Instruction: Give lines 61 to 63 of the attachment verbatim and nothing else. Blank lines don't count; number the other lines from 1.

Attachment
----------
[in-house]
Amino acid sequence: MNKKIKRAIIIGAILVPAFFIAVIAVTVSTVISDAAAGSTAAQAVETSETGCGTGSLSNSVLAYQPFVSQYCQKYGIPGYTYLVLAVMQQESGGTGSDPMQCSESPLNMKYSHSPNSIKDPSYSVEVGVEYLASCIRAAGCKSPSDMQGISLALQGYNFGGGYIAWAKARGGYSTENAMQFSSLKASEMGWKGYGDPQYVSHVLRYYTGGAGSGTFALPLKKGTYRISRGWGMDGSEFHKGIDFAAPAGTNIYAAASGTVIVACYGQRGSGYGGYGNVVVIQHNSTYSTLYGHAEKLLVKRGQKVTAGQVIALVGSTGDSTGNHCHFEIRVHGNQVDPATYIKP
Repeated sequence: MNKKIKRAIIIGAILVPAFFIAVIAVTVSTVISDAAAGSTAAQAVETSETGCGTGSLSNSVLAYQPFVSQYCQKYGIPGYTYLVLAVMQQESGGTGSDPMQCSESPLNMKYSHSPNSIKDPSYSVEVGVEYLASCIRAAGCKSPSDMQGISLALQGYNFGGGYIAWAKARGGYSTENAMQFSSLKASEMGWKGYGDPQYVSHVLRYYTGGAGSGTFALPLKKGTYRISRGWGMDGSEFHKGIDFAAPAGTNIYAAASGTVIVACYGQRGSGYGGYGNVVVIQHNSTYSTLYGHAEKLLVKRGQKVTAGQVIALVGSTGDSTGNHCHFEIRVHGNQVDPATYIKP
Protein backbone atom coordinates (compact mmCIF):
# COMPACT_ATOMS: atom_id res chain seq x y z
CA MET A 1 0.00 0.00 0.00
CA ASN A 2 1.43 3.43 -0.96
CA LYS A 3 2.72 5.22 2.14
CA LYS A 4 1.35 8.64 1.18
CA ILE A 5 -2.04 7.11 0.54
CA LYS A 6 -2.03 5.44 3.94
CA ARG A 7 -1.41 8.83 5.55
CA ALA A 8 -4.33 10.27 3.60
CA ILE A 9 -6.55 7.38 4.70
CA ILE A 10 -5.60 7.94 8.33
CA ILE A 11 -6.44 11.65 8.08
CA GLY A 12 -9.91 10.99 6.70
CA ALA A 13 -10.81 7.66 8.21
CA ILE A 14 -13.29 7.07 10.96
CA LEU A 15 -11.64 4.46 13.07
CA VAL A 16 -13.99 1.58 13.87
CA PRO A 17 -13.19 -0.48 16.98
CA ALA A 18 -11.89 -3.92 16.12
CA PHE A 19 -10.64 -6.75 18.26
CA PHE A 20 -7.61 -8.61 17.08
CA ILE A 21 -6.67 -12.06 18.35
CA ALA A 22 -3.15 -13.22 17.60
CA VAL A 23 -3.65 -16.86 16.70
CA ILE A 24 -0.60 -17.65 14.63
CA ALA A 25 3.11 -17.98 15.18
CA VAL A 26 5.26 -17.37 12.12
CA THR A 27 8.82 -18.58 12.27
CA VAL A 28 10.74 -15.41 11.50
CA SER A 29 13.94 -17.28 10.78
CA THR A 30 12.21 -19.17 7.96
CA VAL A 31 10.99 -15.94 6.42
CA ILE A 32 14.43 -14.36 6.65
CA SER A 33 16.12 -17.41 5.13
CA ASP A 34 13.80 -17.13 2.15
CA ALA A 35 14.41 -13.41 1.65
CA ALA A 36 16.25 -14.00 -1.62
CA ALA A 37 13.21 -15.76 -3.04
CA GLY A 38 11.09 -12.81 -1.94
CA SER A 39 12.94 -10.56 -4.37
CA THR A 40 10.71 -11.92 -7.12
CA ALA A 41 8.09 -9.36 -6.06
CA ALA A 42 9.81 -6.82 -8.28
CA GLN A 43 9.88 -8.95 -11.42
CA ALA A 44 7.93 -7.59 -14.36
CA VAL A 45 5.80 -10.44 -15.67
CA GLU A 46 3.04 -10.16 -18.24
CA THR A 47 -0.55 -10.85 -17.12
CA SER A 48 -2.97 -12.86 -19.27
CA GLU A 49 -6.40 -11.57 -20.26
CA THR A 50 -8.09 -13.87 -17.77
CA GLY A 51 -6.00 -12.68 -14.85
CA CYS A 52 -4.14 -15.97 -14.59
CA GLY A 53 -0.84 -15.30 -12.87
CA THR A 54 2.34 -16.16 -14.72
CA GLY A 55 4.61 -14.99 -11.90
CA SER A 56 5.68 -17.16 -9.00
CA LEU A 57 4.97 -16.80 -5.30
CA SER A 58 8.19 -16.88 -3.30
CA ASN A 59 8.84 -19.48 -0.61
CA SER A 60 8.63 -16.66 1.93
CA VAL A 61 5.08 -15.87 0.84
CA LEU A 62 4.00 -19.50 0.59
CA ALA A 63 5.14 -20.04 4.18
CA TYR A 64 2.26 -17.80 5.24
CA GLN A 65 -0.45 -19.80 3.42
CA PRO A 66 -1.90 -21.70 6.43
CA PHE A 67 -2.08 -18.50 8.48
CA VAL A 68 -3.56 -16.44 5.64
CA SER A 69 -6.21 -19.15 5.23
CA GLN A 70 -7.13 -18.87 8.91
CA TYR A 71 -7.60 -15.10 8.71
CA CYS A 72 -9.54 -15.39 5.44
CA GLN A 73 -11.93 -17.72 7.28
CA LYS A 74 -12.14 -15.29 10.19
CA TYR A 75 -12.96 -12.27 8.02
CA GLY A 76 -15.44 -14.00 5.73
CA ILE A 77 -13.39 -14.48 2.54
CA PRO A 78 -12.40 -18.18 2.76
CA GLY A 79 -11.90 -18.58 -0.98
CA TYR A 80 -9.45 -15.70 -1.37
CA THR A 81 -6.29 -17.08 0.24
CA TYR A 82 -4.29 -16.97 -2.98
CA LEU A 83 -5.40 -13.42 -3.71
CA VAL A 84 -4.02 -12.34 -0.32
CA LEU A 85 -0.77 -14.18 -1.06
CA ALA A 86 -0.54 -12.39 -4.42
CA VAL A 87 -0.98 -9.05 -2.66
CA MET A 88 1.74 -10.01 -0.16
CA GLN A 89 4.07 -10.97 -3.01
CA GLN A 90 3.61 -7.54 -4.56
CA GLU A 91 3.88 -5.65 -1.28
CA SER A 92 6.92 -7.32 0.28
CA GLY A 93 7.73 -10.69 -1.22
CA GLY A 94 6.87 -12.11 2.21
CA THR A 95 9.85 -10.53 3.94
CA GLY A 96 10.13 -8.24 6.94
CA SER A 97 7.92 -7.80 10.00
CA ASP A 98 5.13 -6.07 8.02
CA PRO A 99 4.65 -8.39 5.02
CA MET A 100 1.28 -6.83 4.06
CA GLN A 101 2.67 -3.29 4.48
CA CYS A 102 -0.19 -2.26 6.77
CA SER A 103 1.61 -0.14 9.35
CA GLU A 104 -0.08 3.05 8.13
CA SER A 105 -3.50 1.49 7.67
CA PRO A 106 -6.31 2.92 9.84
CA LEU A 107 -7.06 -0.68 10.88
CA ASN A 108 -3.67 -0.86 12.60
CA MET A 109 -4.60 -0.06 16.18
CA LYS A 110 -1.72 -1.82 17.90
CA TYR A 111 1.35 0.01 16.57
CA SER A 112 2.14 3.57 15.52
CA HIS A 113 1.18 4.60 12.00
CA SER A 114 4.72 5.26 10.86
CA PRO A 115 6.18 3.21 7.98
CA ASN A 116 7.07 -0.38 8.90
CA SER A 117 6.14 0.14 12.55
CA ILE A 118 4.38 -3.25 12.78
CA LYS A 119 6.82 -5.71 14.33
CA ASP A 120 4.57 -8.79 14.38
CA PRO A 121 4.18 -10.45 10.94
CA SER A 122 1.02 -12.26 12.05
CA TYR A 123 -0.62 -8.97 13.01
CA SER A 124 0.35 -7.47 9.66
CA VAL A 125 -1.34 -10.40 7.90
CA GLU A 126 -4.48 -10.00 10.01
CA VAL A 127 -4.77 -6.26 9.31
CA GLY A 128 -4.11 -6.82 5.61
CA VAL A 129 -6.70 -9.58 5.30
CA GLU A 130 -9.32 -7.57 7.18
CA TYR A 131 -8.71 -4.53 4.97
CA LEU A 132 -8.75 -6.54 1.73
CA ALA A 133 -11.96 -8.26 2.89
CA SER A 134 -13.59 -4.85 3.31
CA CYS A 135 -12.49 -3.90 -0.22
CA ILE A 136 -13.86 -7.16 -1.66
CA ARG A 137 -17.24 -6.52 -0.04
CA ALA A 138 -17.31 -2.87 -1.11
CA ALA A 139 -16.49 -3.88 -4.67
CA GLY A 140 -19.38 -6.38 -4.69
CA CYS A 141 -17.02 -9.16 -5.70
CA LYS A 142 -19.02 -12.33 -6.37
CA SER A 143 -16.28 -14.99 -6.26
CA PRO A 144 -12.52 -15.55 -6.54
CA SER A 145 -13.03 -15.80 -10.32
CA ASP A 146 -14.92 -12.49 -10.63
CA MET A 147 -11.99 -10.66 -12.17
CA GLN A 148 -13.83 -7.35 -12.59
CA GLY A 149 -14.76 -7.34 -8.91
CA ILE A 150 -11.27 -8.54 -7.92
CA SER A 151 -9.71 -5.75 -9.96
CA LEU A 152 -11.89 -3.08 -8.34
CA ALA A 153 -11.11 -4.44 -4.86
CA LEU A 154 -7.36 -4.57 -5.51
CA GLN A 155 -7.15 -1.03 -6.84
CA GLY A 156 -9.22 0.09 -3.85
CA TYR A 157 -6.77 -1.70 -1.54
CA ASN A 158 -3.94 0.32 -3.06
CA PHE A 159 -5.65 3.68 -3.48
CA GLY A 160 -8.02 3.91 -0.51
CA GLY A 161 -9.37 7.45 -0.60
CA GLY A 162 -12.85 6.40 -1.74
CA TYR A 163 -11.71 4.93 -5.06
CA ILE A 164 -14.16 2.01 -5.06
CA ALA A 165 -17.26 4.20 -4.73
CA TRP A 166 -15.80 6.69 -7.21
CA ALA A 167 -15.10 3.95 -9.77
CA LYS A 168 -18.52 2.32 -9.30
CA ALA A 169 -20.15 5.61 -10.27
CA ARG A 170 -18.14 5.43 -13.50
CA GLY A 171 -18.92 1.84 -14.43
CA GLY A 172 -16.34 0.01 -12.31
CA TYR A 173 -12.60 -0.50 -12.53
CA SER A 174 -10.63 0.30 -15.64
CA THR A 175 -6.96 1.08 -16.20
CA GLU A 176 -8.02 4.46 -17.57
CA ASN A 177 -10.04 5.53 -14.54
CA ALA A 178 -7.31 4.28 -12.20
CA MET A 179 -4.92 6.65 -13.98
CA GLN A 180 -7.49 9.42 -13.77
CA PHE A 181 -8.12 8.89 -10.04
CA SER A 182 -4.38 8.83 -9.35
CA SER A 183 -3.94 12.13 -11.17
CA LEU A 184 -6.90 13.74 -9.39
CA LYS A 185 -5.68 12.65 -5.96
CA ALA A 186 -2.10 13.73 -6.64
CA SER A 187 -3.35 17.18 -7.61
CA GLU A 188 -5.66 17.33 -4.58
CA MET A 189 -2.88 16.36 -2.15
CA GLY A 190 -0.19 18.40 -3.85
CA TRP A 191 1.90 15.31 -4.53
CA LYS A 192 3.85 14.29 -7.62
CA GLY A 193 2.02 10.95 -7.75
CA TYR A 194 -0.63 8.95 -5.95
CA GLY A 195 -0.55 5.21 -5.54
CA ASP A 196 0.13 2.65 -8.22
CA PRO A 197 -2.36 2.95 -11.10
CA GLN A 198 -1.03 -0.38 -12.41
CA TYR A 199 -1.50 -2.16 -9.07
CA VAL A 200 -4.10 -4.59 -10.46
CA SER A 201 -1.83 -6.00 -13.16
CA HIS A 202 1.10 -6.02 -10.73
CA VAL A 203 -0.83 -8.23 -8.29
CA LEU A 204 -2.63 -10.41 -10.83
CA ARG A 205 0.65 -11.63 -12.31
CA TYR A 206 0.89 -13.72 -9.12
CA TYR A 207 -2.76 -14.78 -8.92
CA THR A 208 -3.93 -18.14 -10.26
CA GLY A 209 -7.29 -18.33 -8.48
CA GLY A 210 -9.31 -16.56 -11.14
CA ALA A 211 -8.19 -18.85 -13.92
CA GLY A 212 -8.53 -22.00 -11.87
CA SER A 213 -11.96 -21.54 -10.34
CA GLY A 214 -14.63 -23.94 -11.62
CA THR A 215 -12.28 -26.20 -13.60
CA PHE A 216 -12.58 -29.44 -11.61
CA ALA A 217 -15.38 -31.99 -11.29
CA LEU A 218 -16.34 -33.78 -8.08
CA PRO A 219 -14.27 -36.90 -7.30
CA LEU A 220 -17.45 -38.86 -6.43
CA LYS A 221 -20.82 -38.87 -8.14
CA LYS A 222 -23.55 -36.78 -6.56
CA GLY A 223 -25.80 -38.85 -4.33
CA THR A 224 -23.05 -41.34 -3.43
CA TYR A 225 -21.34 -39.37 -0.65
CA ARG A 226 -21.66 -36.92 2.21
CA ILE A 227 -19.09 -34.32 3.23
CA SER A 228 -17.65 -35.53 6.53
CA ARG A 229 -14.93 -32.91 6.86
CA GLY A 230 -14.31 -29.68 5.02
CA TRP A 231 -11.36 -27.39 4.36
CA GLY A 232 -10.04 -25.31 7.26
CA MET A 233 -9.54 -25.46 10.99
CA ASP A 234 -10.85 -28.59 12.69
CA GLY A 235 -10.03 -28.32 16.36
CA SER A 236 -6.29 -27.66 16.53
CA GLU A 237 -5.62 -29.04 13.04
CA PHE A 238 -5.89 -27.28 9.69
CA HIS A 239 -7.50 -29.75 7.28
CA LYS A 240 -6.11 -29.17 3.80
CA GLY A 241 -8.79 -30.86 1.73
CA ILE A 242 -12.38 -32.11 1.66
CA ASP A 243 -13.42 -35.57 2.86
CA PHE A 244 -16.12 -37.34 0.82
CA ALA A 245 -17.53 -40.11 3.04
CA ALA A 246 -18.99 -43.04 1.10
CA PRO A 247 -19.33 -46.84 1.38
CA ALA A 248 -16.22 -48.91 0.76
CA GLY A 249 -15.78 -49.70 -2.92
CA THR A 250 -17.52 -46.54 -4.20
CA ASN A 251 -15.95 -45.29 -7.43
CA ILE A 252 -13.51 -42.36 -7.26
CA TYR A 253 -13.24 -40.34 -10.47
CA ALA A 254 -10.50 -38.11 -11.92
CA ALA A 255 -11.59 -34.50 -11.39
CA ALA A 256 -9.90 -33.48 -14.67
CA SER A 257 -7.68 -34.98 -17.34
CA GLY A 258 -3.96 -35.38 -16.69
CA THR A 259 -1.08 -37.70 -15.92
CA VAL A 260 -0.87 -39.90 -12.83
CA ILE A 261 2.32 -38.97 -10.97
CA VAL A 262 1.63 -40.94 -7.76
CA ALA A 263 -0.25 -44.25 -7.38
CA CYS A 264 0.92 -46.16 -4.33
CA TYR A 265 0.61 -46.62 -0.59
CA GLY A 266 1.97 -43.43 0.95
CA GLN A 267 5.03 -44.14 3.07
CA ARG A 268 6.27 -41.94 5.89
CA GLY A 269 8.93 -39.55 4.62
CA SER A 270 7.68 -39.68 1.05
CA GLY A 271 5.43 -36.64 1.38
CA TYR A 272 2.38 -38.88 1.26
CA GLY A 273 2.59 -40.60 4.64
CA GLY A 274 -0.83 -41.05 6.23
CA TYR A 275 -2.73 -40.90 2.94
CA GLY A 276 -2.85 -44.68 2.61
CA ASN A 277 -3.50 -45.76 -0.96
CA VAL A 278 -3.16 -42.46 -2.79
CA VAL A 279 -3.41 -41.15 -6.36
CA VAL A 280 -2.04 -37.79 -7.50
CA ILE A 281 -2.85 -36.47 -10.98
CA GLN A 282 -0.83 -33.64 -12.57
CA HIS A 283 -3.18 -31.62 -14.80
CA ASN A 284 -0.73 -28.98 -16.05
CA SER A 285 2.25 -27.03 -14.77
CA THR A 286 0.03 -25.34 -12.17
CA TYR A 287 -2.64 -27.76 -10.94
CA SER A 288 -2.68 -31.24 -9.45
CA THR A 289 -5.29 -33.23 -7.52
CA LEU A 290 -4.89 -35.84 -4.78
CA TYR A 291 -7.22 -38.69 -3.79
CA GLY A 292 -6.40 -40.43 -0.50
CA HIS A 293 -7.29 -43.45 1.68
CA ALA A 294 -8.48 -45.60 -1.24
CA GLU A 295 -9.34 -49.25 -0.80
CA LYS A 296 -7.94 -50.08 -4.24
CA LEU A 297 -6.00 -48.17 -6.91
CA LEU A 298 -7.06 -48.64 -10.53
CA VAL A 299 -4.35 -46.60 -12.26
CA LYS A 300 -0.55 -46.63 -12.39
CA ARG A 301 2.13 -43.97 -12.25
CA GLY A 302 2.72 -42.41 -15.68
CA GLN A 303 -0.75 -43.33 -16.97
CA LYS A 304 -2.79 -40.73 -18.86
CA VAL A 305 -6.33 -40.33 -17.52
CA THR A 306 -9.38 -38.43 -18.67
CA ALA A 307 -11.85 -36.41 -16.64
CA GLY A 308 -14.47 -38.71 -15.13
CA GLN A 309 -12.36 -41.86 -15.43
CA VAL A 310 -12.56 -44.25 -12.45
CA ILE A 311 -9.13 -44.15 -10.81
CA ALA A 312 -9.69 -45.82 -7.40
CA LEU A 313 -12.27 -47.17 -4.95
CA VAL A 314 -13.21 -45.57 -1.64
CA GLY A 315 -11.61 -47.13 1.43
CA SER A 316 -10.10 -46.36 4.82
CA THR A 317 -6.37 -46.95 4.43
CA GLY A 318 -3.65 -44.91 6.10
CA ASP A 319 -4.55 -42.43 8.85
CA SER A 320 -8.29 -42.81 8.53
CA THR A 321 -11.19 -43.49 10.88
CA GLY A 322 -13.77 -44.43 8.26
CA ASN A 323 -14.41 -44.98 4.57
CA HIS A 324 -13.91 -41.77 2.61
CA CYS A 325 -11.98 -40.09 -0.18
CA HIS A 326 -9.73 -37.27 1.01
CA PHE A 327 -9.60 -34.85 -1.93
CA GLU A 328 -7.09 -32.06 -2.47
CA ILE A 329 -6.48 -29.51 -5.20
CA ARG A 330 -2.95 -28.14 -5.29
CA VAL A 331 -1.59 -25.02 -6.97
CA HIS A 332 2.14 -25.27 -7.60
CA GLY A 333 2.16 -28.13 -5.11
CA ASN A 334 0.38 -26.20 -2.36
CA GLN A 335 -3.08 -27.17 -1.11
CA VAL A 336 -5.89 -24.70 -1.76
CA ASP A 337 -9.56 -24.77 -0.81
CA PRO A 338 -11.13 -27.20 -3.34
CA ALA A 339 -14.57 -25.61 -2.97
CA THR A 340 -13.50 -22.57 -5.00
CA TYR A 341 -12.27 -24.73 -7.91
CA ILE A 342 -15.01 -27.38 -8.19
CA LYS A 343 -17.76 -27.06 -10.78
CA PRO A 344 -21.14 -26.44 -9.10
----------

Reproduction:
CA SER A 56 5.68 -17.16 -9.00
CA LEU A 57 4.97 -16.80 -5.30
CA SER A 58 8.19 -16.88 -3.30